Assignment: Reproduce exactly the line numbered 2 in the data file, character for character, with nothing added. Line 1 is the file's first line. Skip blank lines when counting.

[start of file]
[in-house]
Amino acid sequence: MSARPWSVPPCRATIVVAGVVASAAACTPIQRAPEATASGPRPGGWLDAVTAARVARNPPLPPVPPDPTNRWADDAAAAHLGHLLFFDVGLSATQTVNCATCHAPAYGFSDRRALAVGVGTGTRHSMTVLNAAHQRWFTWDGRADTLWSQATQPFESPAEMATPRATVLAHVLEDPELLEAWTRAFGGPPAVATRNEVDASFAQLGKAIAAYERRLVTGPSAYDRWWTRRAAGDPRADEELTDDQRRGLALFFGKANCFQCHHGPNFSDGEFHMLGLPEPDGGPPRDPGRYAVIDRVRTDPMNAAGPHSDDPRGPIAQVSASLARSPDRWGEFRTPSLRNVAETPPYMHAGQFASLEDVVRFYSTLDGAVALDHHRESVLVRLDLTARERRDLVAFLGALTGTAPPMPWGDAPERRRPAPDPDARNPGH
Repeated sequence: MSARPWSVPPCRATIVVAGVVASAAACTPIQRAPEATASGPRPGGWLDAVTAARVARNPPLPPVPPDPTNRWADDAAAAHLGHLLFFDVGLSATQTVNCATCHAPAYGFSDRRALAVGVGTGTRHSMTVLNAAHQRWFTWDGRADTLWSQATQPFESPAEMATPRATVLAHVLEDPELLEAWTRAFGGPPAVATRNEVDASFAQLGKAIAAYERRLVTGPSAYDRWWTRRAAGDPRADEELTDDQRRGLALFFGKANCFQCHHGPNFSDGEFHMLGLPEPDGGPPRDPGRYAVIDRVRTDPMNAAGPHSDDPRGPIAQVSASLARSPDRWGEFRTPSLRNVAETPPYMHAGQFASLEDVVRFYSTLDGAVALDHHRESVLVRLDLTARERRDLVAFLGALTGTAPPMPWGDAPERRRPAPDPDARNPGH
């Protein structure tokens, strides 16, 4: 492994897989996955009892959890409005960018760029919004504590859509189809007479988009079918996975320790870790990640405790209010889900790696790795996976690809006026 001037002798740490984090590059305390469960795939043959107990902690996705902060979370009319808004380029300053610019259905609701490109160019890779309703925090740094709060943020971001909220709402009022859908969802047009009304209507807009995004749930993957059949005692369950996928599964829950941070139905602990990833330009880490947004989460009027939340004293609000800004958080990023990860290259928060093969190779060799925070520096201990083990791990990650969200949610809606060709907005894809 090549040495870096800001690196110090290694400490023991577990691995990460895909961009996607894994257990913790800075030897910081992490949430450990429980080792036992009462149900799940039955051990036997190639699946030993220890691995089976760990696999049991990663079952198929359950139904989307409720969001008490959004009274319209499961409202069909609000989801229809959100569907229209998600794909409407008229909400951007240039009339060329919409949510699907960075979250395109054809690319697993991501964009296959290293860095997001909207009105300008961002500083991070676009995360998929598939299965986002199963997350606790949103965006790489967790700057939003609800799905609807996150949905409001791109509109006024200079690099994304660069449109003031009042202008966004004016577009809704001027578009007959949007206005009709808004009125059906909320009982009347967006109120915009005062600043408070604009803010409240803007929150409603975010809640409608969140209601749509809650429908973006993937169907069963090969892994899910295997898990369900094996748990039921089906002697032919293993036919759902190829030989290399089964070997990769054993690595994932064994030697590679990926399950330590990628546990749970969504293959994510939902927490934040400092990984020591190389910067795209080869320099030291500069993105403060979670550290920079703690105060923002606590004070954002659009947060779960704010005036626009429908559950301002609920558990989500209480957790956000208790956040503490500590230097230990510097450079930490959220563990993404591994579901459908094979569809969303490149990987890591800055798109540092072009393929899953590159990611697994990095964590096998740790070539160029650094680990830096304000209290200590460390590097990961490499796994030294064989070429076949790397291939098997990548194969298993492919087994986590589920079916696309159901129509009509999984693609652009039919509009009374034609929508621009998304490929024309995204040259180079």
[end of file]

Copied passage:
Amino acid sequence: MSARPWSVPPCRATIVVAGVVASAAACTPIQRAPEATASGPRPGGWLDAVTAARVARNPPLPPVPPDPTNRWADDAAAAHLGHLLFFDVGLSATQTVNCATCHAPAYGFSDRRALAVGVGTGTRHSMTVLNAAHQRWFTWDGRADTLWSQATQPFESPAEMATPRATVLAHVLEDPELLEAWTRAFGGPPAVATRNEVDASFAQLGKAIAAYERRLVTGPSAYDRWWTRRAAGDPRADEELTDDQRRGLALFFGKANCFQCHHGPNFSDGEFHMLGLPEPDGGPPRDPGRYAVIDRVRTDPMNAAGPHSDDPRGPIAQVSASLARSPDRWGEFRTPSLRNVAETPPYMHAGQFASLEDVVRFYSTLDGAVALDHHRESVLVRLDLTARERRDLVAFLGALTGTAPPMPWGDAPERRRPAPDPDARNPGH